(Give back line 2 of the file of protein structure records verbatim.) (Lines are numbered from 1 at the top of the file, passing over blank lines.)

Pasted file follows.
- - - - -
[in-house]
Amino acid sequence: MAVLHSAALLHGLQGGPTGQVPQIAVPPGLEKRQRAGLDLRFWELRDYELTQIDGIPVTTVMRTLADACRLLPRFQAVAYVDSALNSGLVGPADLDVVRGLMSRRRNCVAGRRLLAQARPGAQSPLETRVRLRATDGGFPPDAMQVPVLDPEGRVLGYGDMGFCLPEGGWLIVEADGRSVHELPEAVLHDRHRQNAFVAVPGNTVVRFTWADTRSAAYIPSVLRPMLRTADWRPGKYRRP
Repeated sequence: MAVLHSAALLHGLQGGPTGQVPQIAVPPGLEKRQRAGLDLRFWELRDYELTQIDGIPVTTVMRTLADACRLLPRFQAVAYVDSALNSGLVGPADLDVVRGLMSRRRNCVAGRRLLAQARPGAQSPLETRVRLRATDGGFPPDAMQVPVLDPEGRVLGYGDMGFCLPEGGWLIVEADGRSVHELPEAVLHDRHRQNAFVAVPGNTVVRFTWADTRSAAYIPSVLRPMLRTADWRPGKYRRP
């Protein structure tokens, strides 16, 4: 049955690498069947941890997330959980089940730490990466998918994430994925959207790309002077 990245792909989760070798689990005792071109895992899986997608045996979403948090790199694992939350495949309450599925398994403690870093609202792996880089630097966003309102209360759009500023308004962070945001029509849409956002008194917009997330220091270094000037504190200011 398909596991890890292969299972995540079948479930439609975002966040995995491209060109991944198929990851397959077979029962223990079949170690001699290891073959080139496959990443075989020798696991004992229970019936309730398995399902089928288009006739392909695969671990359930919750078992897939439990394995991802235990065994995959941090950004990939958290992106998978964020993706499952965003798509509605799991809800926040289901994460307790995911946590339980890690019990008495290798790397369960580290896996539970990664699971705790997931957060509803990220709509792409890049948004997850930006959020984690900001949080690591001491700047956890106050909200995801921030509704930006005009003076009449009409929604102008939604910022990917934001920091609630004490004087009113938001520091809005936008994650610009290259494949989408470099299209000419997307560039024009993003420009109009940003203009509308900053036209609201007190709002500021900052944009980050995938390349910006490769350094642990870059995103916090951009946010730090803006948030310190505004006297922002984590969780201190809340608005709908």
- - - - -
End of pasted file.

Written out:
Amino acid sequence: MAVLHSAALLHGLQGGPTGQVPQIAVPPGLEKRQRAGLDLRFWELRDYELTQIDGIPVTTVMRTLADACRLLPRFQAVAYVDSALNSGLVGPADLDVVRGLMSRRRNCVAGRRLLAQARPGAQSPLETRVRLRATDGGFPPDAMQVPVLDPEGRVLGYGDMGFCLPEGGWLIVEADGRSVHELPEAVLHDRHRQNAFVAVPGNTVVRFTWADTRSAAYIPSVLRPMLRTADWRPGKYRRP